The Ministry of Education in New South Wales (NSW), Australia’s most populous state, has released data detailing why teachers quit their jobs, showing a steady increase in the number of full-time teachers in public schools since 2017. shows that it is increasing.
Over the same period, the number of retired teachers decreased from 2017 to 2020 and stabilized in 2021.
In 2021, the number of retirees will exceed the number of retirees, with 1,159 retiring and 1,142 retiring.
Data seen by AAP was provided to NSW Council during a recent investigation into the state’s teacher shortage.
Education and Early Learning Minister Sarah Mitchell accused the opposition of spreading misconceptions about the education sector and misinterpreting data.
“The basic fact is that there are almost 10,000 more teachers in the system compared to 10 years ago,” Mitchell told AAP.
While school enrollment increased by only 7.6%, the workforce increased by 15%, she said.
“Workers are looking forward to their election promises to cut teacher numbers and school funding because they clearly believe that more funding and more teachers are the problem,” she said. rice field.
A spokesperson for the Ministry of Education said the figures were taken out of context and therefore inaccurate.
The size of NSW’s teacher workforce (more than 92,000) means a large number of teachers join and leave each year, the spokesperson said.
Nearly 5,500 teachers will be employed in 2021, a 45% increase from the previous year.
2021 retention rates may have been impacted by COVID-19 restrictions and requirements.
NSW teachers have the second highest public service retention rate after the police.
But Angelo Gabrielatos, president of the New South Wales Teachers Federation, said the AAP’s resignation was due to burnout.
He says teachers are lumped in with excessive paperwork, often clocking in at 50 or 60 hours per week.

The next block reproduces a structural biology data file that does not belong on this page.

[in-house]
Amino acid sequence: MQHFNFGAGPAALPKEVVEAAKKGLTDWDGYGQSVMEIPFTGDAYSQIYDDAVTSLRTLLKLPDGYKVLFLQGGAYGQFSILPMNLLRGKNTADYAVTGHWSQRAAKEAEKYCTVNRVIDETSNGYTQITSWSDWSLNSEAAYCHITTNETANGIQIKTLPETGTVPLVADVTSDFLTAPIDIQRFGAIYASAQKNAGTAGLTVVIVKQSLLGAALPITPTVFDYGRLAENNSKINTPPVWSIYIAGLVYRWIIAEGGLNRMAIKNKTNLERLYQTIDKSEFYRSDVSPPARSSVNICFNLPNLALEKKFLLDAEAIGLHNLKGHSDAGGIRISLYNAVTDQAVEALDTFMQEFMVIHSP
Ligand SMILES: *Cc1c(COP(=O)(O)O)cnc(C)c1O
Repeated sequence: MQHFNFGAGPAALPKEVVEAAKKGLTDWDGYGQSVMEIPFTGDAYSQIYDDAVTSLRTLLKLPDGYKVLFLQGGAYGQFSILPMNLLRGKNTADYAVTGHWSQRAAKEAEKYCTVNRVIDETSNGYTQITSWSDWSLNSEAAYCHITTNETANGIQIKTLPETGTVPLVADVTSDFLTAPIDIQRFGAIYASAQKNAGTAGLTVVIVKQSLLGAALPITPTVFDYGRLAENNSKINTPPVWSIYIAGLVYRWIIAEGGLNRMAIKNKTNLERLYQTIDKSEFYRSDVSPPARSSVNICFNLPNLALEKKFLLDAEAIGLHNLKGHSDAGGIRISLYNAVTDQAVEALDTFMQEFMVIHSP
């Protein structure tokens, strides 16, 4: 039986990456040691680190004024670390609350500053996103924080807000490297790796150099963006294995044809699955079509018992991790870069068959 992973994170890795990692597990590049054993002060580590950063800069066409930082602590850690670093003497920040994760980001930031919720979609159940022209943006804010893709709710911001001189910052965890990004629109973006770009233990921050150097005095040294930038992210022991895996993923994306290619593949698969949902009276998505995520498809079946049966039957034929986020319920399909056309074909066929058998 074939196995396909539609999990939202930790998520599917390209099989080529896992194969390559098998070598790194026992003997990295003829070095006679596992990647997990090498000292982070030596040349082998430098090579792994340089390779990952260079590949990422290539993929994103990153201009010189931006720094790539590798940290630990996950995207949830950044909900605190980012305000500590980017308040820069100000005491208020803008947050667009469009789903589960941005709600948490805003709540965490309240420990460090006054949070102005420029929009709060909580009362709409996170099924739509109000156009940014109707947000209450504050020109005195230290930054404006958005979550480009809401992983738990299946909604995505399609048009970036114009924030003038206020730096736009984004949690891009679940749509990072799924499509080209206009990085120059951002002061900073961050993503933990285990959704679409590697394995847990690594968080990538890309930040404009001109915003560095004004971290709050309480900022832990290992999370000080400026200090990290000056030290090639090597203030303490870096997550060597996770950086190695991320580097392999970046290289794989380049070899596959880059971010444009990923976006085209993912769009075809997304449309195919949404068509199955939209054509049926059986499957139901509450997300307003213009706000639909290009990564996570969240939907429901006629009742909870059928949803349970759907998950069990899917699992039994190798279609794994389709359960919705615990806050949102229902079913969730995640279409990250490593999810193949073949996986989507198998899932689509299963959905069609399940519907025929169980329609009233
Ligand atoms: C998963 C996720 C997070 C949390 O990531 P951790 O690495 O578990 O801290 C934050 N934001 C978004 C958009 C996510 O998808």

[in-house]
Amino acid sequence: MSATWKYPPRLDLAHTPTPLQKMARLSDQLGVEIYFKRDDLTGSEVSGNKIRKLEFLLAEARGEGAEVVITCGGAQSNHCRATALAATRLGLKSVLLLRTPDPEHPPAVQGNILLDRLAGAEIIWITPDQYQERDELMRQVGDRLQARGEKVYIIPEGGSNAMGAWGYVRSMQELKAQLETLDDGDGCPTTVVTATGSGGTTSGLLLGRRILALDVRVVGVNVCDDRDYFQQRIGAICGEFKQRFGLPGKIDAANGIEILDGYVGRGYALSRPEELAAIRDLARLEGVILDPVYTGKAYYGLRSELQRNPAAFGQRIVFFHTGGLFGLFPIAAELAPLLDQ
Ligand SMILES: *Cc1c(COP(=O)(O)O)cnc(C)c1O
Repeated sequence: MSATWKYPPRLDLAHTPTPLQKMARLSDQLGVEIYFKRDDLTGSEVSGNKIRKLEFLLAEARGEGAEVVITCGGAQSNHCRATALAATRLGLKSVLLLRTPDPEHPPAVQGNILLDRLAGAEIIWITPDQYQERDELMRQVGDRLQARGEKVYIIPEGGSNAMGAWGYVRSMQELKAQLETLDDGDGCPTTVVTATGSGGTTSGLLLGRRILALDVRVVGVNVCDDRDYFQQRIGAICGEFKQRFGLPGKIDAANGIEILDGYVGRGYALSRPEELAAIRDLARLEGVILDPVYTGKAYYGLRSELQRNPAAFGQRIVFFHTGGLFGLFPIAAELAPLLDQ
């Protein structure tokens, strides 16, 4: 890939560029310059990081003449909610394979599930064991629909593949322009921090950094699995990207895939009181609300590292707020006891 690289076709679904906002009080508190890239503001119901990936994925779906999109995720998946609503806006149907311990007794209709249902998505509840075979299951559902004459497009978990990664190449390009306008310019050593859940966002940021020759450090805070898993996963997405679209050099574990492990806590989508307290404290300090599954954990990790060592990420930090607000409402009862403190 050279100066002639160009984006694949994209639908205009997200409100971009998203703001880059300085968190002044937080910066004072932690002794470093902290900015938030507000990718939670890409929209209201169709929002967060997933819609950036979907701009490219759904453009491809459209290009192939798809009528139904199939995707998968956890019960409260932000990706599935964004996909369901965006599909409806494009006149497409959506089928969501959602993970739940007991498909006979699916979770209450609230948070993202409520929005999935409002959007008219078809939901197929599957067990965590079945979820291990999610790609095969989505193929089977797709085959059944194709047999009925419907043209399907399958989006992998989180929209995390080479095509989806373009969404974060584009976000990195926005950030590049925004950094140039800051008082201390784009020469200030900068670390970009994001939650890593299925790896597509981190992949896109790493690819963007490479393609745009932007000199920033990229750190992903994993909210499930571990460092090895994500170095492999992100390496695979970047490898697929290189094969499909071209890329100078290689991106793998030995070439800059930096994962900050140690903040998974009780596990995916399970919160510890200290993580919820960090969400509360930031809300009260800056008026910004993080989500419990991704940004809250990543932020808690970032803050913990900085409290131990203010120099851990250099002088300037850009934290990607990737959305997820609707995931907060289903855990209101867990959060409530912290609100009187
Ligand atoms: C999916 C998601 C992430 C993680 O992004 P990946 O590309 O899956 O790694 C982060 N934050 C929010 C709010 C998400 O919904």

“This is a crisis and all forecasts point to the situation getting worse,” Gabrielatos said.
“Teachers now have two jobs: one is enrolled teaching and the other is a mandated job called administration.”
Gabrielatos said it was important for the government to raise wages and cut administrative duties to retain teachers.
Teachers in NSW staged a protest in Sydney on Wednesday to urge the government not to lock in a three-year bonus of 2.53% per annum.
Due to cost-of-living pressure and inflation of around 6%, the union claims the award will cut teachers’ salaries.
The shadow education minister, Prue Kah, said teacher turnover was high as they struggled with unmanageable workloads.
New South Wales Labor leader Chris Minnes said the data showed the government had failed to implement policies to encourage teachers to stay in the classroom.
“This data shows in black and white the failure of the liberal New South Wales government to retain teachers effectively,” Mins said Friday.
“This government failure has led to teachers leaving in droves, and it is our children’s education that is suffering as a result.”
Full-time public school teacher quits
retirement and retirement
726 – 1565
812 – 1320
929 – 1088